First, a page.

Machine learning models are taking over in the field of weather forecasting, from a quick “how long will this rain last” to a 10-day outlook, all the way out to century-level predictions. The technology is increasingly important to climate scientists as well as apps and local news stations — and yet it doesn’t “understand” the weather any more than you or I do.
For decades meteorology and weather forecasting have been largely defined by fitting observations into carefully tuned physics-based models and equations. That’s still true — there’s no science without observation — but the vast archives of data have enabled powerful AI models that cover just about any time scale you could care about. And Google is looking to dominate the field from now to eternity.
At the short end of the spectrum we have the immediate forecast, which generally is consulted for the question “do I need an umbrella?” This is served by DeepMind’s “nowcasting” models, which basically look at precipitation maps like a sequence of images — which they are — and try to predict how the shapes in those images will evolve and shift.
With countless hours of doppler radar to study, the model can get a pretty solid idea of what will happen next, even in fairly complex situations like a cold front bringing in snow or freezing rain (as shown by Chinese researchers building on Google’s work).
This model is an example of how accurate weather predictions can be when made by a system that has no actual knowledge about how that weather happens. Meteorologists can tell you that when this climate phenomenon runs up against this other one, you get fog, or hail, or humid heat, because that’s what the physics tell them. The AI model knows nothing about physics — being purely data-based, it is simply making a statistical guess at what comes next. Just like ChatGPT doesn’t actually “know” what it’s talking about, the weather models don’t “know” what they’re predicting.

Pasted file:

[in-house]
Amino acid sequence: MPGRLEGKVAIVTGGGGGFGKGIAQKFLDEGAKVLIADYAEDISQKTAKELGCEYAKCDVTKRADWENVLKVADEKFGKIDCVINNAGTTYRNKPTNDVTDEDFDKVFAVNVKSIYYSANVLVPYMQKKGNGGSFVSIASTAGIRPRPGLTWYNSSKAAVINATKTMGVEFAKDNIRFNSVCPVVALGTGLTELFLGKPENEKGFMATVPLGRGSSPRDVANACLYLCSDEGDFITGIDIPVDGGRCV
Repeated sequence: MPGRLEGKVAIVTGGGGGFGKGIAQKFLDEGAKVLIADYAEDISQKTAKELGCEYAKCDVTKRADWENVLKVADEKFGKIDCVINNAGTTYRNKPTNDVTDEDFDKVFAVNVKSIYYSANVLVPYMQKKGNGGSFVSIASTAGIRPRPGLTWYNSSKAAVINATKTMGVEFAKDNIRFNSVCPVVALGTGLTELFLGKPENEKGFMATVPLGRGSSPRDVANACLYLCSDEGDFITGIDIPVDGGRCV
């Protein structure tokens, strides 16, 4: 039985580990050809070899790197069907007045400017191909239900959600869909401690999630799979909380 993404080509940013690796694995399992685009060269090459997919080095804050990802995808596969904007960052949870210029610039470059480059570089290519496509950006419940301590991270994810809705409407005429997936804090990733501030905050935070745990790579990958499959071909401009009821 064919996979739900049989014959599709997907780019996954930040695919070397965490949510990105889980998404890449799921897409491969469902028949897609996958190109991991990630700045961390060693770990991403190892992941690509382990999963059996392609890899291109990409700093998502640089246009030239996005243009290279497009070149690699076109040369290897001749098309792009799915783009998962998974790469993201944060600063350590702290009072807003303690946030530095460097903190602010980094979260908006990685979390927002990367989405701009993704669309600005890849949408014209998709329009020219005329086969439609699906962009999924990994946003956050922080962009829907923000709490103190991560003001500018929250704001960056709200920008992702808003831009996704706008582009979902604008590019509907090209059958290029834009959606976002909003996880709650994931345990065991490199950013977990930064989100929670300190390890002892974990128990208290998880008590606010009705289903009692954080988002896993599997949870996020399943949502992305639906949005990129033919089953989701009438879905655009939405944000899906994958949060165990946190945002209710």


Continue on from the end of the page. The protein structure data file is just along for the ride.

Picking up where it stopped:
It may be surprising to those who think a strong theoretical framework is necessary to produce accurate predictions, and indeed scientists are still wary of blindly adopting a system that doesn’t know a drop of rain from a ray of sunshine. But the results are impressive nevertheless, and in low-stakes matters like “will it rain while I’m walking to the store” it’s more than good enough.
Google’s researchers also recently showed off a new, slightly longer-term model called MetNet-3, which predicts up to 24 hours in the future. As you might guess, this brings in data from a larger area, like weather stations across the county or state, and its predictions take place at a larger scale. This is for things like “is that storm going to cross over the mountains or dissipate” and the like. Knowing whether wind speeds or heat are likely to get into dangerous territory tomorrow morning is essential for planning emergency services and deploying other resources.
Today brings a new development at the “medium-range” scale, which is 7-10 days in the future. Google DeepMind researchers published an article in the journal Science describing GraphCast, which “predicts weather conditions up to 10 days in advance more accurately and much faster than the industry gold-standard weather simulation system.”